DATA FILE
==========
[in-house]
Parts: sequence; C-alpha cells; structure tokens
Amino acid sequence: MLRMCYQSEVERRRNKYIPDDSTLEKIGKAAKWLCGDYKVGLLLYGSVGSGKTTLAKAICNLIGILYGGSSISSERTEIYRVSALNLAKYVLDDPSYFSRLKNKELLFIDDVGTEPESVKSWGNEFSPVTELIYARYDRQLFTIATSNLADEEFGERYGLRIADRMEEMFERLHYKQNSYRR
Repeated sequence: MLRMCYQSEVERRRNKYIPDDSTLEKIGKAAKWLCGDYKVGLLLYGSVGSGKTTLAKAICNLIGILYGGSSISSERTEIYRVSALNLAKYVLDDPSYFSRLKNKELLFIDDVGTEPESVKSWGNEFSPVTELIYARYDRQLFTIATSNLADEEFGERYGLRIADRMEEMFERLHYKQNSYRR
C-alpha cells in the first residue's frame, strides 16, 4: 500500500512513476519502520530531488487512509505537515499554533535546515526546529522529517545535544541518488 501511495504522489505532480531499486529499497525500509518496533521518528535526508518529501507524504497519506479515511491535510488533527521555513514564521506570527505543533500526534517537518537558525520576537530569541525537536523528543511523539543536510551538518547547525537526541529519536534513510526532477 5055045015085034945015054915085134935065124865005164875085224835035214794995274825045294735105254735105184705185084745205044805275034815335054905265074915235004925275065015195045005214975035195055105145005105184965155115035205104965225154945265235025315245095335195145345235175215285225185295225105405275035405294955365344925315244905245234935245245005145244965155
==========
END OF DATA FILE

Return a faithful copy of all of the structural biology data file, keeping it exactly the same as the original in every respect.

[in-house]
Parts: sequence; C-alpha cells; structure tokens
Amino acid sequence: MLRMCYQSEVERRRNKYIPDDSTLEKIGKAAKWLCGDYKVGLLLYGSVGSGKTTLAKAICNLIGILYGGSSISSERTEIYRVSALNLAKYVLDDPSYFSRLKNKELLFIDDVGTEPESVKSWGNEFSPVTELIYARYDRQLFTIATSNLADEEFGERYGLRIADRMEEMFERLHYKQNSYRR
Repeated sequence: MLRMCYQSEVERRRNKYIPDDSTLEKIGKAAKWLCGDYKVGLLLYGSVGSGKTTLAKAICNLIGILYGGSSISSERTEIYRVSALNLAKYVLDDPSYFSRLKNKELLFIDDVGTEPESVKSWGNEFSPVTELIYARYDRQLFTIATSNLADEEFGERYGLRIADRMEEMFERLHYKQNSYRR
C-alpha cells in the first residue's frame, strides 16, 4: 500500500512513476519502520530531488487512509505537515499554533535546515526546529522529517545535544541518488 501511495504522489505532480531499486529499497525500509518496533521518528535526508518529501507524504497519506479515511491535510488533527521555513514564521506570527505543533500526534517537518537558525520576537530569541525537536523528543511523539543536510551538518547547525537526541529519536534513510526532477 5055045015085034945015054915085134935065124865005164875085224835035214794995274825045294735105254735105184705185084745205044805275034815335054905265074915235004925275065015195045005214975035195055105145005105184965155115035205104965225154945265235025315245095335195145345235175215285225185295225105405275035405294955365344925315244905245234935245245005145244965155